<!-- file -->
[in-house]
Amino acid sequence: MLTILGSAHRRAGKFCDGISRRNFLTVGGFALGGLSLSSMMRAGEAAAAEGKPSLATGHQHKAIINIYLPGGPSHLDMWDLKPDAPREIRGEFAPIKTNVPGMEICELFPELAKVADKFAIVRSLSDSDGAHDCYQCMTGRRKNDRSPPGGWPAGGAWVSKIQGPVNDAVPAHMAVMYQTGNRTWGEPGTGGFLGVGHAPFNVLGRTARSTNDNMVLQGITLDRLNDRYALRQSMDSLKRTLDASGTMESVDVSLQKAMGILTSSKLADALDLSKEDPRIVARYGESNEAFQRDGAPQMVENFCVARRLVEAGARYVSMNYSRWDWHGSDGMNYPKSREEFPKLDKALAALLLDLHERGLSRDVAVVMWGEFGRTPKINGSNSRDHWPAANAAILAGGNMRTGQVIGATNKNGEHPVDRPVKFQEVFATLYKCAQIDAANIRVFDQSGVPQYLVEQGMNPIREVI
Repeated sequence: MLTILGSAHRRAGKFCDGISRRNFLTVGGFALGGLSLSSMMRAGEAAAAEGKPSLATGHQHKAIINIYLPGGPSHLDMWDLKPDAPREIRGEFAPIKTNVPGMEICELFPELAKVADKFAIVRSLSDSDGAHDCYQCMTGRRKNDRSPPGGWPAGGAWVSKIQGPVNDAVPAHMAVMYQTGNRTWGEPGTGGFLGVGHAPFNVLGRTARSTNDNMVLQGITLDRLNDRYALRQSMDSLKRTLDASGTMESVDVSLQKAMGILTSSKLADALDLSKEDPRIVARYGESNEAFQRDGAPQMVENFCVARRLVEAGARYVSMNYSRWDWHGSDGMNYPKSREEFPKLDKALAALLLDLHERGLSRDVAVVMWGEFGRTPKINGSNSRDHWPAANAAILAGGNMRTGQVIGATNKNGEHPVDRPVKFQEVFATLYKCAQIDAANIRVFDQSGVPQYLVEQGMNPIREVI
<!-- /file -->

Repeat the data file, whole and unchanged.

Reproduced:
[in-house]
Amino acid sequence: MLTILGSAHRRAGKFCDGISRRNFLTVGGFALGGLSLSSMMRAGEAAAAEGKPSLATGHQHKAIINIYLPGGPSHLDMWDLKPDAPREIRGEFAPIKTNVPGMEICELFPELAKVADKFAIVRSLSDSDGAHDCYQCMTGRRKNDRSPPGGWPAGGAWVSKIQGPVNDAVPAHMAVMYQTGNRTWGEPGTGGFLGVGHAPFNVLGRTARSTNDNMVLQGITLDRLNDRYALRQSMDSLKRTLDASGTMESVDVSLQKAMGILTSSKLADALDLSKEDPRIVARYGESNEAFQRDGAPQMVENFCVARRLVEAGARYVSMNYSRWDWHGSDGMNYPKSREEFPKLDKALAALLLDLHERGLSRDVAVVMWGEFGRTPKINGSNSRDHWPAANAAILAGGNMRTGQVIGATNKNGEHPVDRPVKFQEVFATLYKCAQIDAANIRVFDQSGVPQYLVEQGMNPIREVI
Repeated sequence: MLTILGSAHRRAGKFCDGISRRNFLTVGGFALGGLSLSSMMRAGEAAAAEGKPSLATGHQHKAIINIYLPGGPSHLDMWDLKPDAPREIRGEFAPIKTNVPGMEICELFPELAKVADKFAIVRSLSDSDGAHDCYQCMTGRRKNDRSPPGGWPAGGAWVSKIQGPVNDAVPAHMAVMYQTGNRTWGEPGTGGFLGVGHAPFNVLGRTARSTNDNMVLQGITLDRLNDRYALRQSMDSLKRTLDASGTMESVDVSLQKAMGILTSSKLADALDLSKEDPRIVARYGESNEAFQRDGAPQMVENFCVARRLVEAGARYVSMNYSRWDWHGSDGMNYPKSREEFPKLDKALAALLLDLHERGLSRDVAVVMWGEFGRTPKINGSNSRDHWPAANAAILAGGNMRTGQVIGATNKNGEHPVDRPVKFQEVFATLYKCAQIDAANIRVFDQSGVPQYLVEQGMNPIREVI